Another thing that I’ve already touched on there is don’t just work on new things. I would encourage you to think about how you can update those older books or ebooks that you’ve already got. I learned the power of this the first time we did the hardcover version of the ProBlogger book, which we published with Wiley. I wrote that book with Chris Garrett. And then about a year and a half later, Wiley came back to us and said, “We want to do a second edition.” Part of the reason for that was the topics are dated so there was a need to update the content in the book. Also, Wiley said, “The other reason is that some people will buy both versions as well.”

Think about that there. Could you be taking one of those older products and updating it significantly enough that it’s going to bring new value to your previous customers as well? We did this with 31 Days to Build a Better Blog. Back in 2009, I published that for the first time as an ebook. Three years later, I did a second edition of that ebook. It was quite heavily updated. It was a new version of the same format. We took the format of 31 Days of Teaching and Activities and we added some new days. We took out some old days. We updated every single day in that ebook. It was enough of an update that previous buyers of the ebook wanted to buy the new one.

At that time, I think we offered a discount to anyone who bought it before so that they got an extra value out of that, of being a long term customer. Now, of course, we’re doing it again in a completely different format. We’re taking the ebook version. We’re putting it into a course, which is I think a lot better than the ebook version as well. Maybe there’s something in that for you, Cathy, as well. Maybe one of those early books that you’ve done, maybe you could give that a refresh or a complete overhaul, which enables you to sell it again to long term customers with a discount if you’d like, but it also makes it more attractive and more useful to new customers as well.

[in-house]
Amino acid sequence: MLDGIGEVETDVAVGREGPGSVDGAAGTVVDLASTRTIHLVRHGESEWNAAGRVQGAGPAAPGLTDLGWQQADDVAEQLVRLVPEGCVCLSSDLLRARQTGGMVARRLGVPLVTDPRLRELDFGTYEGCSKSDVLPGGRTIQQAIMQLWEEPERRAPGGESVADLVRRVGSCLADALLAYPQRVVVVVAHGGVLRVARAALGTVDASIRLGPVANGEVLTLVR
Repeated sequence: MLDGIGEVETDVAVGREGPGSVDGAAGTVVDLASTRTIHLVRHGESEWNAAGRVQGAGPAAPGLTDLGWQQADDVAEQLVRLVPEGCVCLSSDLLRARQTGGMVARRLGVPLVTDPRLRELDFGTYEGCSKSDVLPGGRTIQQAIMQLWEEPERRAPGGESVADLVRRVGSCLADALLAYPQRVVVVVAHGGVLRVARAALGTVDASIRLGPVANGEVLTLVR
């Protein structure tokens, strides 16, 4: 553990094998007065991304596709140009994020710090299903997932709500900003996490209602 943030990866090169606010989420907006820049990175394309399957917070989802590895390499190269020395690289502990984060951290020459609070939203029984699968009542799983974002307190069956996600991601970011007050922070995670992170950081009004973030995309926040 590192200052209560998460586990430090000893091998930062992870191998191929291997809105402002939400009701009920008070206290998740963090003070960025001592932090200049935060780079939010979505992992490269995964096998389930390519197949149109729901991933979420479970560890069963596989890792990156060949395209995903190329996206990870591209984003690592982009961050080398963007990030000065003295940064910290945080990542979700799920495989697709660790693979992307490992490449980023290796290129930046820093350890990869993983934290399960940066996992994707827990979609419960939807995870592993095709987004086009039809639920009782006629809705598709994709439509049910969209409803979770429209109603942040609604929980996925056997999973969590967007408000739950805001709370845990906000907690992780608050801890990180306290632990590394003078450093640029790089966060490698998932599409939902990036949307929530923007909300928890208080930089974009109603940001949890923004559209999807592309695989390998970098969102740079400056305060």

They are the type of things that I would encourage you to be thinking about when it comes to frequency of your launch.

I guess the other thing I would say with Digital Photography School, one thing we’ve been trying over the last 12 months is to also do, I don’t really know what to call them, but in essence, they are periodic relaunch of a product. On Digital Photography School, we have a course that we only open up once every six months. We put it on sale for three or four weeks and then we get a new batch of students and we take those students through the course. Once those three or four weeks come about, we shut the course down in terms of taking new students.

This is us relaunching a product two times a year. This means we don’t have to create that product from fresh. Again, it’s not a new product, but it’s a relaunch. This is another alternative for creating new things, is to actually only make them available for certain types of time. It probably isn’t going to work for an ebook, but it does work for a course, particularly if you are going to take a group of people through the course over time. That’s another thing we factor in to our promotional schedule at the start of the year.

Last thing I’d say about higher frequency of creating products is that it gives you more products, which you can then use to upsell a bundle. This is one of the beauties of having 24 ebooks already published and another 10 courses, is that when we launch a new product, we can often add an upsell in our shopping cart. When we did our last course launch, we were able to bundle that with an ebook. Some people just bought the course, but some people saw the offer to get an ebook at 50% off and so that became a higher purchase as well.